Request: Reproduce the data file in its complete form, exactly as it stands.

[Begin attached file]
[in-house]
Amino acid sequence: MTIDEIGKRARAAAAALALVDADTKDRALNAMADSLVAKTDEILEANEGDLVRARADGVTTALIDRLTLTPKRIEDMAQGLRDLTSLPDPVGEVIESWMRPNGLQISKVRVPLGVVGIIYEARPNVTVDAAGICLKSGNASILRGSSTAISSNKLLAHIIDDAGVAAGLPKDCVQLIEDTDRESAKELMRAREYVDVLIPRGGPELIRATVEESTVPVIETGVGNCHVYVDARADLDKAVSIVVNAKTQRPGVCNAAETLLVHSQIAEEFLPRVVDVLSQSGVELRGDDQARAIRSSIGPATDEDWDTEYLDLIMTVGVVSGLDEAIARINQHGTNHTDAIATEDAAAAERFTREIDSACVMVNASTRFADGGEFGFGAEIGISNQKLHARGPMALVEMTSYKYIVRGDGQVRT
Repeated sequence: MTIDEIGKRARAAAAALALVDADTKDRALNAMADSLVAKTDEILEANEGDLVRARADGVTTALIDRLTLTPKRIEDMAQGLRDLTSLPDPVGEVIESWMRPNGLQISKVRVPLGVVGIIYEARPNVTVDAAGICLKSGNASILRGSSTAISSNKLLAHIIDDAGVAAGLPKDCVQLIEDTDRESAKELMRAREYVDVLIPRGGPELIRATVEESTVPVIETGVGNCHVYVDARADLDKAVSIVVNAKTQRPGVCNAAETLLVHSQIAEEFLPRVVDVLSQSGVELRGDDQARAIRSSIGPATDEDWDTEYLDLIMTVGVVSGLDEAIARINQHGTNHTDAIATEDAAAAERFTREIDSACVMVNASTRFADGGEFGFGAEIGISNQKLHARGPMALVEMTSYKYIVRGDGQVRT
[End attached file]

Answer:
[in-house]
Amino acid sequence: MTIDEIGKRARAAAAALALVDADTKDRALNAMADSLVAKTDEILEANEGDLVRARADGVTTALIDRLTLTPKRIEDMAQGLRDLTSLPDPVGEVIESWMRPNGLQISKVRVPLGVVGIIYEARPNVTVDAAGICLKSGNASILRGSSTAISSNKLLAHIIDDAGVAAGLPKDCVQLIEDTDRESAKELMRAREYVDVLIPRGGPELIRATVEESTVPVIETGVGNCHVYVDARADLDKAVSIVVNAKTQRPGVCNAAETLLVHSQIAEEFLPRVVDVLSQSGVELRGDDQARAIRSSIGPATDEDWDTEYLDLIMTVGVVSGLDEAIARINQHGTNHTDAIATEDAAAAERFTREIDSACVMVNASTRFADGGEFGFGAEIGISNQKLHARGPMALVEMTSYKYIVRGDGQVRT
Repeated sequence: MTIDEIGKRARAAAAALALVDADTKDRALNAMADSLVAKTDEILEANEGDLVRARADGVTTALIDRLTLTPKRIEDMAQGLRDLTSLPDPVGEVIESWMRPNGLQISKVRVPLGVVGIIYEARPNVTVDAAGICLKSGNASILRGSSTAISSNKLLAHIIDDAGVAAGLPKDCVQLIEDTDRESAKELMRAREYVDVLIPRGGPELIRATVEESTVPVIETGVGNCHVYVDARADLDKAVSIVVNAKTQRPGVCNAAETLLVHSQIAEEFLPRVVDVLSQSGVELRGDDQARAIRSSIGPATDEDWDTEYLDLIMTVGVVSGLDEAIARINQHGTNHTDAIATEDAAAAERFTREIDSACVMVNASTRFADGGEFGFGAEIGISNQKLHARGPMALVEMTSYKYIVRGDGQVRT